There are many things that will attract channel catfish. Pieces of hot dog, crawfish or shrimp, worms, goldfish, scented bar soaps like Ivory and prepared catfish baits are only a few of the choices. Since catfish are drawn to strong smells, some people use chicken gizzards or livers.
To increase the appeal, soak them in a mixture of garlic, anise or other spices. (Note: if you want to catch flathead catfish, you’ll want to stick with live bait. Flatheads are predators almost exclusively, and rarely eat anything that isn’t alive.)
Putting out limb lines
This is my area of expertise, since Jim claims he is a better boat driver. (This is questionable, since his main sport appears to be ramming me into every spider-loaded bush he can find.)
Locate a bush or tree limb that is in at least two feet of water and in an area that is clear of underwater obstructions in which the bait can tangle. Wrap or tie the line around the branch so that the baited hook is about six inches under water.
Hook each baitfish a half-inch behind the dorsal (top) fin and above the vertebrae, then gently toss it into the water. A lively bait will create underwater noise and ripples that will bring in predator fish. Hot dogs, soap and stink baits attract catfish through sensors in their barbels, or whiskers, which are loaded with taste and smell receptors.
We generally set out 50-80 lines each night. Check your state regulations, because some states have a maximum number of hooks per person. After two to three nights the sets become less effective, so we move about 20% of our lines each night after day #2.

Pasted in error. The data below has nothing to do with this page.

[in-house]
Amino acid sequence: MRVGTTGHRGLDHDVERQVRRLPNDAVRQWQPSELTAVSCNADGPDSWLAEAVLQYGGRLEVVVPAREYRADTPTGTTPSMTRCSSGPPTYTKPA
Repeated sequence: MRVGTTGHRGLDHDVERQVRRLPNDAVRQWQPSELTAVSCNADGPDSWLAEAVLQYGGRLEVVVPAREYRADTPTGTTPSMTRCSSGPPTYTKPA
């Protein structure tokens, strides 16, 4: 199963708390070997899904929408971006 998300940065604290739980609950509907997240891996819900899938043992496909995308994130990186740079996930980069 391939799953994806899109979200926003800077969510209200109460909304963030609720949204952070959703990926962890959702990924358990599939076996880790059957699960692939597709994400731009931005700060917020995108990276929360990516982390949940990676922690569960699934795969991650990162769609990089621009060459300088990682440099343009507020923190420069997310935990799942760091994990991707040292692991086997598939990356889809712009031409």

Getting catfish in the boat is harder than it looks. The trick is to grab hold of the line, lead the fish into the submerged net and then raise it around the fish. Don’t get excited and try to chase the fish around with the net. The catfish is faster than you are, and it’s a good way to lose your fish.
When running your lines, check each line to be sure you see the hook or bait. Catfish will sometimes remain motionless until you’re right on top of them with the boat, and if you’re setting in shallow water and the fish can get its belly on the bottom. It’s easy to get fooled.
Often the catfish will do what we call an alligator roll and thoroughly tangle itself in the net when you bring it into the boat. A sturdy pair of needle nose pliers is the easiest way to get the fish loose and the hook out.
Warning: catfish have bony fins on the top and sides with sharp points, so handle the fish carefully. Grab the catfish around its body behind the side fins with a finger hooked around the dorsal fin and make sure it is well inside the confines of the boat.
Then use the pliers to carefully untangle the fins from the net. If that doesn’t work, turn the net upside down and shake it vigorously. This will often fix the problem. To unhook the fish, get the pliers on the shank of the hook as close as possible to the fish’s mouth and use your wrist to twist the hook free. Put your catch in the live well or in a large tub of water and go on to the next set.
“Limb lining is a whole new way to fish for me,” Ben exclaimed. “I am ready to go out any time Jim will take me along.”